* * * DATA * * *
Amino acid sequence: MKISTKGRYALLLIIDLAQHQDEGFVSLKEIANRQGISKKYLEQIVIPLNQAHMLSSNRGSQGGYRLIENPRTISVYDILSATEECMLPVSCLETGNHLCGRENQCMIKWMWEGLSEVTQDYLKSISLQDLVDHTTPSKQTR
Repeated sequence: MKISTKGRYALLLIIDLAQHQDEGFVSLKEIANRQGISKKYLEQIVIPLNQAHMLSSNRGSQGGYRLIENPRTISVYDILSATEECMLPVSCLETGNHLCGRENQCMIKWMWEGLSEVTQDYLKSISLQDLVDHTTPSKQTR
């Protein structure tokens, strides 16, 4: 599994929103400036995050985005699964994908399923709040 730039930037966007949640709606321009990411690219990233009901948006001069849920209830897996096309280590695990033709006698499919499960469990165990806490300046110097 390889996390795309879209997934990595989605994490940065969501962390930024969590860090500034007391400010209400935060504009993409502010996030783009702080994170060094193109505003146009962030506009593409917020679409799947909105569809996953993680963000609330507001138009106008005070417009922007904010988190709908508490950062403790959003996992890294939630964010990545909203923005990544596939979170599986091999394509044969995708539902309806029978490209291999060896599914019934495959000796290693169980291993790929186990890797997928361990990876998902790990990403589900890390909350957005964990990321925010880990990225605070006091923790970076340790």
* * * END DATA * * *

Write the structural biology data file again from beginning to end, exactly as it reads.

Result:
Amino acid sequence: MKISTKGRYALLLIIDLAQHQDEGFVSLKEIANRQGISKKYLEQIVIPLNQAHMLSSNRGSQGGYRLIENPRTISVYDILSATEECMLPVSCLETGNHLCGRENQCMIKWMWEGLSEVTQDYLKSISLQDLVDHTTPSKQTR
Repeated sequence: MKISTKGRYALLLIIDLAQHQDEGFVSLKEIANRQGISKKYLEQIVIPLNQAHMLSSNRGSQGGYRLIENPRTISVYDILSATEECMLPVSCLETGNHLCGRENQCMIKWMWEGLSEVTQDYLKSISLQDLVDHTTPSKQTR
């Protein structure tokens, strides 16, 4: 599994929103400036995050985005699964994908399923709040 730039930037966007949640709606321009990411690219990233009901948006001069849920209830897996096309280590695990033709006698499919499960469990165990806490300046110097 390889996390795309879209997934990595989605994490940065969501962390930024969590860090500034007391400010209400935060504009993409502010996030783009702080994170060094193109505003146009962030506009593409917020679409799947909105569809996953993680963000609330507001138009106008005070417009922007904010988190709908508490950062403790959003996992890294939630964010990545909203923005990544596939979170599986091999394509044969995708539902309806029978490209291999060896599914019934495959000796290693169980291993790929186990890797997928361990990876998902790990990403589900890390909350957005964990990321925010880990990225605070006091923790970076340790």